Travelling seemed much simpler then
You put your luggage into the car boot then, at the airport, transfer it on to a trolley. At your destination you grab your bags from the carousel and load them on to another trolley. You push this out of the airport building to a taxi, or coach, that will take you to your hotel. When you get there, if you are unlucky, you might have to carry your luggage into the hotel – even, perhaps, to your room.
All this handling of luggage didn’t bother my parents in the 1930s. When we went on holiday in those days our luggage preceded us. We had a trunk more than three feet wide into which my mother would pack clothes for the three of us to cover all eventualities – rain, cold or heatwave. Locked and tied around with rope, the trunk would await the carrier, usually Carter Patterson. They could be contacted at local shops, or you could display a card with the letters CP in your front window and a passing van would call. The next time you saw the trunk it was at your boarding house.
Just occasionally, things would go wrong. On one holiday we arrived at the boarding house on a Saturday to find that the trunk hadn’t come. My father was irate, and went back to the railway station to complain. However, the trunk was delivered on the Monday and at last we were able to change our clothes.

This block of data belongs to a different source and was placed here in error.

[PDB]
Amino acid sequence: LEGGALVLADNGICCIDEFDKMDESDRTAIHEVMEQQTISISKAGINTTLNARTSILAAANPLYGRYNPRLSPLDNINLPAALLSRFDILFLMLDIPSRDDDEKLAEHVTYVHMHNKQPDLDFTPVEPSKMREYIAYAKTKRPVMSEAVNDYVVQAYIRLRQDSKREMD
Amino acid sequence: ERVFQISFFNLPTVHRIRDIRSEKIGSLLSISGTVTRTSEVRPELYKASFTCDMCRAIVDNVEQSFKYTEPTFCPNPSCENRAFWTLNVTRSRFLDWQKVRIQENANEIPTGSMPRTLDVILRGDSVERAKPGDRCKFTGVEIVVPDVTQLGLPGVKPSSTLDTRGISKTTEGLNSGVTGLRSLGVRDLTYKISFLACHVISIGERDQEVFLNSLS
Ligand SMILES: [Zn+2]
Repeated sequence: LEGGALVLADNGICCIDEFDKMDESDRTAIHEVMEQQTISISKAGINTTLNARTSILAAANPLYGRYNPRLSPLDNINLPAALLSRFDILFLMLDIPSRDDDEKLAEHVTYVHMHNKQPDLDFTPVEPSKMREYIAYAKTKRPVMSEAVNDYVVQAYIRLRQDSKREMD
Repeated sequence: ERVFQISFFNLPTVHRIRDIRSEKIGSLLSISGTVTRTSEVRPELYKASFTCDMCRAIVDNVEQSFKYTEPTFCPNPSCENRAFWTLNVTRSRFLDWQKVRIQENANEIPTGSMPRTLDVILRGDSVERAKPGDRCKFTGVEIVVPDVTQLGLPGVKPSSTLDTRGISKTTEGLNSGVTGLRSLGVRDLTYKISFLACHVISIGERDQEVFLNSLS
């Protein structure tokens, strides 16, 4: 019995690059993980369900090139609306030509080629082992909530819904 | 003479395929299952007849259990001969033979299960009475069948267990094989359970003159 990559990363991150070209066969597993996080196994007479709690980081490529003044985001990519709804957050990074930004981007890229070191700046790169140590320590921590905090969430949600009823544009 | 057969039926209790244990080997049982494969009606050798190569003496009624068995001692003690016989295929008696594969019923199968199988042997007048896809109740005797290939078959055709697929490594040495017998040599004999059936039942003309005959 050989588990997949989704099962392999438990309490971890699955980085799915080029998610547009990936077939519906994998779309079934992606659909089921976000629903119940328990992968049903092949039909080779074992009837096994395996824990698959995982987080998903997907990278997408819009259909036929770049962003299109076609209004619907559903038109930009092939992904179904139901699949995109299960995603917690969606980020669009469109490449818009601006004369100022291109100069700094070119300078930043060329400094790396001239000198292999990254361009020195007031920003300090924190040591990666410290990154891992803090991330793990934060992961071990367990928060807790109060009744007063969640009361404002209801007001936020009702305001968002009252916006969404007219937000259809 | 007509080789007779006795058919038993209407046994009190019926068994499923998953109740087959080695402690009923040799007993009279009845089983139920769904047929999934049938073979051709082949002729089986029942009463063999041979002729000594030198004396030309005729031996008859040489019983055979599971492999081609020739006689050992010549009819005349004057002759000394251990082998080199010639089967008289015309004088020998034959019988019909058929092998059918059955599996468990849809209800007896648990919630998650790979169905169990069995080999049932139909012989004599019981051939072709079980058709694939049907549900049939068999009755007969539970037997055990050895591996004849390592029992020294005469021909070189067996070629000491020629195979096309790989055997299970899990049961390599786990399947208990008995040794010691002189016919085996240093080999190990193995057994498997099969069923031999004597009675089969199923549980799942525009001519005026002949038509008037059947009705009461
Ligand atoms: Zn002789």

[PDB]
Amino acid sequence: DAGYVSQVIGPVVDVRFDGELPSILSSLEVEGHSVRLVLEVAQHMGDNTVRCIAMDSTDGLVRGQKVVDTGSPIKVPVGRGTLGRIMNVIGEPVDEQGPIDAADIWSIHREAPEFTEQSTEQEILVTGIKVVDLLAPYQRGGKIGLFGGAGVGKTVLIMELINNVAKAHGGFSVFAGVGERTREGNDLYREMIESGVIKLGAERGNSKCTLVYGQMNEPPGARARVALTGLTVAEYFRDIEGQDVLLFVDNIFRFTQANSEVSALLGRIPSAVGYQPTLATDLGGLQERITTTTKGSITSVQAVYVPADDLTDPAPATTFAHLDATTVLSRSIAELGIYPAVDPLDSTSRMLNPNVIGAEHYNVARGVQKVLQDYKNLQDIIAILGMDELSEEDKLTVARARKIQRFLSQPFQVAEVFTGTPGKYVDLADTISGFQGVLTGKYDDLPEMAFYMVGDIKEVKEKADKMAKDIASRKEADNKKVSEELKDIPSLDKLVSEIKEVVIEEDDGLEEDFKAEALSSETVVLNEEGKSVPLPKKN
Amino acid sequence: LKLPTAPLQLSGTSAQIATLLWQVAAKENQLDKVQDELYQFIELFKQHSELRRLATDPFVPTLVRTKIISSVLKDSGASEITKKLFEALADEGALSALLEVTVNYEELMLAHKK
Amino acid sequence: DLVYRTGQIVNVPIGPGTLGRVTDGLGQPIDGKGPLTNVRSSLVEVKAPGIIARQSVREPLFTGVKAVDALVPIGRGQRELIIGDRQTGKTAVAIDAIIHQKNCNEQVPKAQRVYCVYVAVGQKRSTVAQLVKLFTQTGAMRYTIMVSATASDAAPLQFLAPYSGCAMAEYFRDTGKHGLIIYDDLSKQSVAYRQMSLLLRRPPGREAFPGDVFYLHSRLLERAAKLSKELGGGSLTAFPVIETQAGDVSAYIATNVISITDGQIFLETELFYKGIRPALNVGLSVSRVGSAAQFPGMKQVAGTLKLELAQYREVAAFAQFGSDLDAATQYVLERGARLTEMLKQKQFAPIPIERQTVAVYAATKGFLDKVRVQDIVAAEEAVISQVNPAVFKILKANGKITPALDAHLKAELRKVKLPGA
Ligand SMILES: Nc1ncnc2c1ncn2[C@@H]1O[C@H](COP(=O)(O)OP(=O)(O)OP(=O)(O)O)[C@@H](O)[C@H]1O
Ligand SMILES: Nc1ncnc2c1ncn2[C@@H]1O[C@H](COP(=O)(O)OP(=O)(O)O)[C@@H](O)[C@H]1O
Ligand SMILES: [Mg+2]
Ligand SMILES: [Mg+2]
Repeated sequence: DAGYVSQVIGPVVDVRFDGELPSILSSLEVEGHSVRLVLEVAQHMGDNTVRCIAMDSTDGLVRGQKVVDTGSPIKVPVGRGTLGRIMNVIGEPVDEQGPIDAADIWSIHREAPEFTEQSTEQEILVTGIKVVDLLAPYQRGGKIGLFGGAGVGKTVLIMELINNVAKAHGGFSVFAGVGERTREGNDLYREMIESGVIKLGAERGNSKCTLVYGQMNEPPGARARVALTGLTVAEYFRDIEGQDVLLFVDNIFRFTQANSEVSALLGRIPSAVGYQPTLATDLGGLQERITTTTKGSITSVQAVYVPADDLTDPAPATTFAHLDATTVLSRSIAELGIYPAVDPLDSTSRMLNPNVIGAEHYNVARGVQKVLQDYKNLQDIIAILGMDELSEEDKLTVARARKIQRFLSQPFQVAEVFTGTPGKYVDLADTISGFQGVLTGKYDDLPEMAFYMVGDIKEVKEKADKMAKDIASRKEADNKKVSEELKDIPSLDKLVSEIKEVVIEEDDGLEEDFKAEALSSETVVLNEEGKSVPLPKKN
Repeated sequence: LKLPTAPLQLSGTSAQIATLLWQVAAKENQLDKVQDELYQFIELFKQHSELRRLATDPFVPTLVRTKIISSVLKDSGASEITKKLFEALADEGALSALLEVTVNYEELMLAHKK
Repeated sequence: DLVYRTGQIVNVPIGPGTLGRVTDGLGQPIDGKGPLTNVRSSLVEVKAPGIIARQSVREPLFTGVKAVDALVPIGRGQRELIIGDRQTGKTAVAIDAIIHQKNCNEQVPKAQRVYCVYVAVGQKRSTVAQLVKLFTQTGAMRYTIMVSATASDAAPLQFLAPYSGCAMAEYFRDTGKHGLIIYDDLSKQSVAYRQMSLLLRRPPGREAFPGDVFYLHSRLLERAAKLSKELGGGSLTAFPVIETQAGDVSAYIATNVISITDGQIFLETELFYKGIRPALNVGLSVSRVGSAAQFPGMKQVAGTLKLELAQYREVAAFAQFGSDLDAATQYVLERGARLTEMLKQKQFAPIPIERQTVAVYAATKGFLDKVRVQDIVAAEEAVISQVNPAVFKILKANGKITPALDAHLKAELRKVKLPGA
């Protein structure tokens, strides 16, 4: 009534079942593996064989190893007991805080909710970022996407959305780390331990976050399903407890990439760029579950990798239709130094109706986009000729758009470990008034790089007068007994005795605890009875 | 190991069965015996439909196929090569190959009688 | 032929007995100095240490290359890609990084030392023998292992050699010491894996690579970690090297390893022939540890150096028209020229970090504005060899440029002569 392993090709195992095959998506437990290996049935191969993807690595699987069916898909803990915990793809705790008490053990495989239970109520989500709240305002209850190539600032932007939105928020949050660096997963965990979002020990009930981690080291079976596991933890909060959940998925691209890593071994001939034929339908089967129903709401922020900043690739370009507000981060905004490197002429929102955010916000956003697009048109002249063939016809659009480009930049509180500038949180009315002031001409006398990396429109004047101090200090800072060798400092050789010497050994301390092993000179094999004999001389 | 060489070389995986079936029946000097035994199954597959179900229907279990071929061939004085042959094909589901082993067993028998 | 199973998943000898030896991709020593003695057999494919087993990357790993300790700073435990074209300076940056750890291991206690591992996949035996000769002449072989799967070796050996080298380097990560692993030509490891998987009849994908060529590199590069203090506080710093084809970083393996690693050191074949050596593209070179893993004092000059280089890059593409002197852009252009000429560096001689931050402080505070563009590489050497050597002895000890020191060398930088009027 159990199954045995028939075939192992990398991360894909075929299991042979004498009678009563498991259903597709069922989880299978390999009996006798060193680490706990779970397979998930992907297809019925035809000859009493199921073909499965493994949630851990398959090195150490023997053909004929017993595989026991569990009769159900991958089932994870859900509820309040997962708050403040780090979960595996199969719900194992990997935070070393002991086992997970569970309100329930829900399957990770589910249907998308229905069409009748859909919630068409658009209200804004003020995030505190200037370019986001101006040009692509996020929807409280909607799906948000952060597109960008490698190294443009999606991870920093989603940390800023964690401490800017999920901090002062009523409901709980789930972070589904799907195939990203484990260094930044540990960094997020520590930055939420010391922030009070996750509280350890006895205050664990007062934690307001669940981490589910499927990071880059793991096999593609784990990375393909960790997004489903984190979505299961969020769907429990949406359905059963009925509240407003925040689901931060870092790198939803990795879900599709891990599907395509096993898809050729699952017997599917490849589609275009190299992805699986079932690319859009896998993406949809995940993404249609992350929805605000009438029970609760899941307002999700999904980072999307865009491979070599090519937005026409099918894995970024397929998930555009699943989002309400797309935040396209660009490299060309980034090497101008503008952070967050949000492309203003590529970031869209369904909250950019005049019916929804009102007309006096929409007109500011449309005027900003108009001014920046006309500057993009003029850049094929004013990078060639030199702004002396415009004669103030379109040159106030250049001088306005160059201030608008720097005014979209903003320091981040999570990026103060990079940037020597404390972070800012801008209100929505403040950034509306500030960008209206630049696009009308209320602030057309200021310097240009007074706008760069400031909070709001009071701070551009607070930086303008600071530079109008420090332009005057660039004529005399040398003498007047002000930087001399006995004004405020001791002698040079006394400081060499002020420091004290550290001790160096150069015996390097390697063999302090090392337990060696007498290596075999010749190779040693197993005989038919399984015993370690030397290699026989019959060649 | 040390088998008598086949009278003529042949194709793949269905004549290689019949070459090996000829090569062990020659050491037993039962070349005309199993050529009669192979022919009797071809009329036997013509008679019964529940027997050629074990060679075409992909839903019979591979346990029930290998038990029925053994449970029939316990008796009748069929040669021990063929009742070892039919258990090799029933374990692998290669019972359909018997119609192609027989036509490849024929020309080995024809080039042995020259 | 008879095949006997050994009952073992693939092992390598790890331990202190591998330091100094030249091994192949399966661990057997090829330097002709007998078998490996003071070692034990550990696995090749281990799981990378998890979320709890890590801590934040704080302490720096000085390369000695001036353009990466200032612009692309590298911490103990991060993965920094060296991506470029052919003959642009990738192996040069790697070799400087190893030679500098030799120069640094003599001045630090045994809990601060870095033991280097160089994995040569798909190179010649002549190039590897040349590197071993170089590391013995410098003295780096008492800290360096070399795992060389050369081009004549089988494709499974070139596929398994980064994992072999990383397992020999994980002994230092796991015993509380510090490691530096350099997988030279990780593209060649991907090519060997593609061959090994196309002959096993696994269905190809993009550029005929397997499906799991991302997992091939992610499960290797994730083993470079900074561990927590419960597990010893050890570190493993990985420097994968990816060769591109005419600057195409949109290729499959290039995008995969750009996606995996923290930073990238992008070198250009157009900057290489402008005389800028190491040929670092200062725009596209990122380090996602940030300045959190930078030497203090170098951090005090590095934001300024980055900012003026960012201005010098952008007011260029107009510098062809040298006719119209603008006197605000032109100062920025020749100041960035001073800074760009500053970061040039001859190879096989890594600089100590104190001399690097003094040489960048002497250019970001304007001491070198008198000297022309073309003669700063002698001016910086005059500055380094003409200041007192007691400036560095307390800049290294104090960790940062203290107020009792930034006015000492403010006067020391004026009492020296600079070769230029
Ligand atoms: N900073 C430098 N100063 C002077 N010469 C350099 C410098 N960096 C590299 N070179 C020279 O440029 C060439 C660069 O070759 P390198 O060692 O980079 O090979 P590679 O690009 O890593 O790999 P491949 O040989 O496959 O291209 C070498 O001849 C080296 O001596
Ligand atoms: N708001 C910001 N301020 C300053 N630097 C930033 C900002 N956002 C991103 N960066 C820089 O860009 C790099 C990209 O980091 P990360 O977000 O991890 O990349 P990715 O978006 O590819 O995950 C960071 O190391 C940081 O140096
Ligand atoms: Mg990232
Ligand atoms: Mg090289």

Holiday destinations were Clacton-on-Sea, Cliftonville and many South Coast resorts. My main interest was the beach, and armed with a bucket and spade I would play happily for hours on the sand. One unpleasant outcome of this was that, because of my fair skin, I was subject to sunburn. Whether there weren’t as many sunblock lotions available in those days or whether my mother didn’t know about them Ijust don’t know. What I do remember is how painful my legs and shoulders used to get, and the treatment of dabbing calamine lotion on them to relieve the burning.
I can’t remember much about the boarding houses where we stayed, or the food they provided, although I do recall that the arrangement at some of them was for the boarders to supply the fish or meat for the main meal of the day. At one establishment the same hard rock cakes seemed to be dished up at every meal. We used to joke about it for years afterwards. The only holiday address I remember staying at was in Dundonald Drive at Leigh-on-Sea. Perhaps the reason for being able to recall this is because we spent two holidays there, and my parents became quite friendly with the landlady, a Mrs. Long. Sometimes, along with her son Paul, who was around my age, she would come down on the beach with us.
On the journey from Dundonald Drive down to the beach we had to pass Chalkwell station, outside which a street photographer stood on the pavement. He had one of those old wooden movie cameras on a tripod, and turned the handle to take the still photograph. My parents bought a picture of us walking along the road from him, but he still filmed us every time we passed him.
Every seaside resort has a bandstand. My parents loved to sit and listen to the band playing, but I wasn’t so keen. So far as I was concerned we were using up good beach time. Today, however, I feel differently, and love to sit and listen to the band. Alas, there aren’t so many military bands around as there were in those days.
After our annual fortnight’s holiday was over, clothes and buckets and spades were packed away in the trunk and we journeyed home by train, unencumbered by luggage. A few days after we’d arrived home, the trunk would be delivered to our doorstep. Travelling seemed so much simpler then.